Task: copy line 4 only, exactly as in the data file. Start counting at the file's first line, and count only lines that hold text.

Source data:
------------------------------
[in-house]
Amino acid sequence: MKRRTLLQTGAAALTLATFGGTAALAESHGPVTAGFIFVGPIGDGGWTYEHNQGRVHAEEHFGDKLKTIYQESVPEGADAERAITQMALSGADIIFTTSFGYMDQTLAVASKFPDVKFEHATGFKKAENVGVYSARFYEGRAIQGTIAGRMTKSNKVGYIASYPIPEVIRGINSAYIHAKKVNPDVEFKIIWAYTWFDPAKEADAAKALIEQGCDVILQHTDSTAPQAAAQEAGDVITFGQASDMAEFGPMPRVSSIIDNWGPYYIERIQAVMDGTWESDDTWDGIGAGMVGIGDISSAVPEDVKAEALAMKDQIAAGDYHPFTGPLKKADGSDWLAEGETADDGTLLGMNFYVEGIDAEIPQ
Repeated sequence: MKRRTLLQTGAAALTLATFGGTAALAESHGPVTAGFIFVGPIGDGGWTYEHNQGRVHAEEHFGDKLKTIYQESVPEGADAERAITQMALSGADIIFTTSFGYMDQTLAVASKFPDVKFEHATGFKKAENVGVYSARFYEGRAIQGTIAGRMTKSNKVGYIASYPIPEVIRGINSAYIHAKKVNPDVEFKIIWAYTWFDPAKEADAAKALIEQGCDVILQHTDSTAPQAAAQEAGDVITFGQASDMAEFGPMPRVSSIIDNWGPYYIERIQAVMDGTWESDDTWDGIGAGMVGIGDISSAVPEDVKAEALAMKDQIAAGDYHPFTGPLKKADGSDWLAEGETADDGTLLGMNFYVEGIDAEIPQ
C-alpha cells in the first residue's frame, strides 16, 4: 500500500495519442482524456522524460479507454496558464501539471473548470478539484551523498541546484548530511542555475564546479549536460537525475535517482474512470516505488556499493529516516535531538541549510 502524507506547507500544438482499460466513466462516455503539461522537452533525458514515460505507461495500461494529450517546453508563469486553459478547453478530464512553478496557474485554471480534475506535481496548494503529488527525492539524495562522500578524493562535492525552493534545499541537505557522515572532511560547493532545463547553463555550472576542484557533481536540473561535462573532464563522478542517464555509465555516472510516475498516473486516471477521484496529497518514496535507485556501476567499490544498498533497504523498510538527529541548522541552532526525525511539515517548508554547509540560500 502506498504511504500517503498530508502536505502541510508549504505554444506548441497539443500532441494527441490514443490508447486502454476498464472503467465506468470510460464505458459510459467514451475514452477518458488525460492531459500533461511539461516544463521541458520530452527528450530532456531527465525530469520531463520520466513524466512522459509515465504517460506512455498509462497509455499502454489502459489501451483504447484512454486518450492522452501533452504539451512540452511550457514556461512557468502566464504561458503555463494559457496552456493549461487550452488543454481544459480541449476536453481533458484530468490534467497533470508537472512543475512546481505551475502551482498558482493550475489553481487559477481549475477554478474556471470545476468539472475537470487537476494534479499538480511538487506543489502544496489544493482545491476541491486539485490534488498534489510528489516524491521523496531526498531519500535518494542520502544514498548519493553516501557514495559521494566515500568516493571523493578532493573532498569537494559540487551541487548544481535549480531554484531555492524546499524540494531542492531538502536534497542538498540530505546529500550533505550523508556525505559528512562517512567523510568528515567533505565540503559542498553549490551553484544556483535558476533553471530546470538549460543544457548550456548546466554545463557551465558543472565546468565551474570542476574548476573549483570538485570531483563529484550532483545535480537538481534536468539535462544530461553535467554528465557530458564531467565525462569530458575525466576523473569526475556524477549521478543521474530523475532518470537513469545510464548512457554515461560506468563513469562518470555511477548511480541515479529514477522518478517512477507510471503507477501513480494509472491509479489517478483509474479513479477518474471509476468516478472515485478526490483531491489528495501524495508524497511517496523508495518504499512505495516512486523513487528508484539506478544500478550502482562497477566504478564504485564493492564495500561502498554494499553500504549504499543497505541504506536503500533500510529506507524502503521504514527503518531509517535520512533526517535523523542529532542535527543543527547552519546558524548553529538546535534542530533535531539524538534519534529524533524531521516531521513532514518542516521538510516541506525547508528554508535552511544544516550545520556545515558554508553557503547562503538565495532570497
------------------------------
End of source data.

C-alpha cells in the first residue's frame, strides 16, 4: 500500500495519442482524456522524460479507454496558464501539471473548470478539484551523498541546484548530511542555475564546479549536460537525475535517482474512470516505488556499493529516516535531538541549510 502524507506547507500544438482499460466513466462516455503539461522537452533525458514515460505507461495500461494529450517546453508563469486553459478547453478530464512553478496557474485554471480534475506535481496548494503529488527525492539524495562522500578524493562535492525552493534545499541537505557522515572532511560547493532545463547553463555550472576542484557533481536540473561535462573532464563522478542517464555509465555516472510516475498516473486516471477521484496529497518514496535507485556501476567499490544498498533497504523498510538527529541548522541552532526525525511539515517548508554547509540560500 502506498504511504500517503498530508502536505502541510508549504505554444506548441497539443500532441494527441490514443490508447486502454476498464472503467465506468470510460464505458459510459467514451475514452477518458488525460492531459500533461511539461516544463521541458520530452527528450530532456531527465525530469520531463520520466513524466512522459509515465504517460506512455498509462497509455499502454489502459489501451483504447484512454486518450492522452501533452504539451512540452511550457514556461512557468502566464504561458503555463494559457496552456493549461487550452488543454481544459480541449476536453481533458484530468490534467497533470508537472512543475512546481505551475502551482498558482493550475489553481487559477481549475477554478474556471470545476468539472475537470487537476494534479499538480511538487506543489502544496489544493482545491476541491486539485490534488498534489510528489516524491521523496531526498531519500535518494542520502544514498548519493553516501557514495559521494566515500568516493571523493578532493573532498569537494559540487551541487548544481535549480531554484531555492524546499524540494531542492531538502536534497542538498540530505546529500550533505550523508556525505559528512562517512567523510568528515567533505565540503559542498553549490551553484544556483535558476533553471530546470538549460543544457548550456548546466554545463557551465558543472565546468565551474570542476574548476573549483570538485570531483563529484550532483545535480537538481534536468539535462544530461553535467554528465557530458564531467565525462569530458575525466576523473569526475556524477549521478543521474530523475532518470537513469545510464548512457554515461560506468563513469562518470555511477548511480541515479529514477522518478517512477507510471503507477501513480494509472491509479489517478483509474479513479477518474471509476468516478472515485478526490483531491489528495501524495508524497511517496523508495518504499512505495516512486523513487528508484539506478544500478550502482562497477566504478564504485564493492564495500561502498554494499553500504549504499543497505541504506536503500533500510529506507524502503521504514527503518531509517535520512533526517535523523542529532542535527543543527547552519546558524548553529538546535534542530533535531539524538534519534529524533524531521516531521513532514518542516521538510516541506525547508528554508535552511544544516550545520556545515558554508553557503547562503538565495532570497